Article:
Alumni Profiles Series: Dave McDonald

 November 1, 2017

Dave McDonald

Dave McDonald is Associate Director for Graduate Career Services in the Duke University Career Center. He joined the Career Center in 2015 as an Assistant Director and began his current role on October 1, 2017. Dave received his Ph.D. from the Duke University Program in Genetics and Genomics and took a postdoctoral fellowship in the Biology Department at North Carolina Central University to gain additional teaching and research experience. Along the way, he co-founded the NCCU Postdoc Association and developed professional development programs.

What made you decide to go to graduate school and why did you choose Duke?

I wanted to go to grad school because I liked research and medicine wasn’t for me, so I started looking around at places that were doing research I found really interesting. I was traveling the country looking at different schools and when I came to Duke I thought it was a very approachable environment and would be a good fit personality-wise.

What did you do after your Ph.D.?

I did a postdoc at North Carolina Central University that was funded by Howard Hughes Medical Institute and modeled after the Institutional Research and Academic Career Development Award (IRACDA) programs. It was focused mostly on biology research, but also involved designing and teaching multiple sections of a biology lab. I was part of a group at NCCU conducting education research on how we could incorporate authentic research experiences into the college classroom.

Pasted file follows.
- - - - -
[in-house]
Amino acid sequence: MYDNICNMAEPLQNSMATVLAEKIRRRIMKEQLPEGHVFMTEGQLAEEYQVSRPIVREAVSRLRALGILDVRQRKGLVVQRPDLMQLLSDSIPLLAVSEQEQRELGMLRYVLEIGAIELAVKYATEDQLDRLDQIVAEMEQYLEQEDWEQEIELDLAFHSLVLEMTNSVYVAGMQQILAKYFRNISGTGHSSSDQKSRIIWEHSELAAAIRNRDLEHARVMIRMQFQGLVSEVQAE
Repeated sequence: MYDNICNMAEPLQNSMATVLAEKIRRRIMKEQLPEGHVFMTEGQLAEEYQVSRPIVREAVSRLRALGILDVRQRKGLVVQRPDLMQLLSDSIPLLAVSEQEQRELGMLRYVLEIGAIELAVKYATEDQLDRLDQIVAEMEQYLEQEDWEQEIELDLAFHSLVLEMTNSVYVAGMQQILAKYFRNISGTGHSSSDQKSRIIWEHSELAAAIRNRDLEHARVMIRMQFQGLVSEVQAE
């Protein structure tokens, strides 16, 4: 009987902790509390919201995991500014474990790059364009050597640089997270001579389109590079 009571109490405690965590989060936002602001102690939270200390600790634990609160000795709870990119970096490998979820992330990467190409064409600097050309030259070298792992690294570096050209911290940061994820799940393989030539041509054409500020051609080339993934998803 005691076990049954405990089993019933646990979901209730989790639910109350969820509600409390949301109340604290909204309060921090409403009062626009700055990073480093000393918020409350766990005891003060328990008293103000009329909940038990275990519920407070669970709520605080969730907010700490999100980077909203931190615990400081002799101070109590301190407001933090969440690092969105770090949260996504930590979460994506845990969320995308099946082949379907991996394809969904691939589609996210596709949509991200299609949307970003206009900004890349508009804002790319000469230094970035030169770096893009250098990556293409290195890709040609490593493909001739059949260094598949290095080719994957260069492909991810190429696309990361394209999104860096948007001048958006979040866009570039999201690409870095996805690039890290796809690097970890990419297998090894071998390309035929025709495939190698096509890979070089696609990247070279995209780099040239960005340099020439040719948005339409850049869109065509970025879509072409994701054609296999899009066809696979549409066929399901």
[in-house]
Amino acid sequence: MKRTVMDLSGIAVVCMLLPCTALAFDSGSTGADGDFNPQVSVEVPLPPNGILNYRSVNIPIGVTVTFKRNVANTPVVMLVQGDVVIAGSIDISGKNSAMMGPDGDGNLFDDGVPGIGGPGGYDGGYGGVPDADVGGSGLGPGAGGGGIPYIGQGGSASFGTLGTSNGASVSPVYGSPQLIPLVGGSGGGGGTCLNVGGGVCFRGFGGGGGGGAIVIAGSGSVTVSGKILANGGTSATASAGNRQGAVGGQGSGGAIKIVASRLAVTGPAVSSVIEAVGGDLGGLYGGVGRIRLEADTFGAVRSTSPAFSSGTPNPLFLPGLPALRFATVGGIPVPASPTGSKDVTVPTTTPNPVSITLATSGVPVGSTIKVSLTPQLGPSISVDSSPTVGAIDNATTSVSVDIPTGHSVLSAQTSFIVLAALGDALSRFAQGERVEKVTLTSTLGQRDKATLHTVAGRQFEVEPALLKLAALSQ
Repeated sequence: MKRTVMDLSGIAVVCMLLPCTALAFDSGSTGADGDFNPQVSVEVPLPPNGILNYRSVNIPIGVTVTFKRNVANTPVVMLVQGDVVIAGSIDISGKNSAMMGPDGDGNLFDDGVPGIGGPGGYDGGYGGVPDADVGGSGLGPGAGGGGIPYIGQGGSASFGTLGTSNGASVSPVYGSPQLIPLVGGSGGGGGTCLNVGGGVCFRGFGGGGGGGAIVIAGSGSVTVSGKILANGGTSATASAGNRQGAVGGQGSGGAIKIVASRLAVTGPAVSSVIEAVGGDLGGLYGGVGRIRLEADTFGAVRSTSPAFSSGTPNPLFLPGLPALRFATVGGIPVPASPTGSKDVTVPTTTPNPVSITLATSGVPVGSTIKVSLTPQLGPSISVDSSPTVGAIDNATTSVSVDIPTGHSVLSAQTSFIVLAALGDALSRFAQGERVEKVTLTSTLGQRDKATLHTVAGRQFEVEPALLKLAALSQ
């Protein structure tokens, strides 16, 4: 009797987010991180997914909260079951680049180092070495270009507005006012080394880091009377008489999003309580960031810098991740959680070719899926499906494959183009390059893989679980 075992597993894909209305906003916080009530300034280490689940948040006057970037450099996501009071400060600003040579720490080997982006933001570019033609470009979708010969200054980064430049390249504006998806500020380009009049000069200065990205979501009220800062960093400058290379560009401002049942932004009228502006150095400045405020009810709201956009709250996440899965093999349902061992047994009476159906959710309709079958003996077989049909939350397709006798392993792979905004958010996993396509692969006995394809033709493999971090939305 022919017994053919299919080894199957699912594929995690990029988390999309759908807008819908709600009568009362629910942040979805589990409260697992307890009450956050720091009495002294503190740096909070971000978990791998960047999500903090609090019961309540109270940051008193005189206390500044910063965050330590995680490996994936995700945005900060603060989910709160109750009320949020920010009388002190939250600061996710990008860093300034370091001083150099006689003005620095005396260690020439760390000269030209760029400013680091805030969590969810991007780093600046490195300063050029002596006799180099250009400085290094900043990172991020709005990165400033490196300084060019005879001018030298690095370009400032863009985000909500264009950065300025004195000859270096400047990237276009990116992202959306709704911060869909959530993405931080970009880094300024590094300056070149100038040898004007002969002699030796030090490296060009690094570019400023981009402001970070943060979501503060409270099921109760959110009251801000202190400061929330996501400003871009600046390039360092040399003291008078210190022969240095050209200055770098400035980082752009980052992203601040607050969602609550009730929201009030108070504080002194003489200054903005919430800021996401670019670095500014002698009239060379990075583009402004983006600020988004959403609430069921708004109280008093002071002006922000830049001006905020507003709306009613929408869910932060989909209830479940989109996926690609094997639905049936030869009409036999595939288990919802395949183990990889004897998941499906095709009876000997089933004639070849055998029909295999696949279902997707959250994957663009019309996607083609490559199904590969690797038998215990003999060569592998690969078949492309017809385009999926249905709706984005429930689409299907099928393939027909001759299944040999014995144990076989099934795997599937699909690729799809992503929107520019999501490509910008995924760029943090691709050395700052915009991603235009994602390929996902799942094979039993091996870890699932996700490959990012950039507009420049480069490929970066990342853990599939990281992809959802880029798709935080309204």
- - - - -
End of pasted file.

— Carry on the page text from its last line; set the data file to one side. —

When did you realize that you were not interested in a career as a faculty member?

It definitely happened at Duke. Coming in I was definitely research focused, but around my second year I got the inkling that “maybe I don’t just want to do research,” so I took some of the courses in the Certificate in College Teaching. I TA’d for one of the undergraduate biology courses where I got to know some faculty and was involved with the launch of a revamped course designed to incorporate more active learning. I also participated in the Preparing Future Faculty program, which broadened the way I thought about academia and made it less daunting. Through PFF I learned there are a lot of options on a continuum between research and teaching. [Editors' note: The Chronicle of Higher Education recently featured Dr. McDonald and Duke's Preparing Future Faculty program.]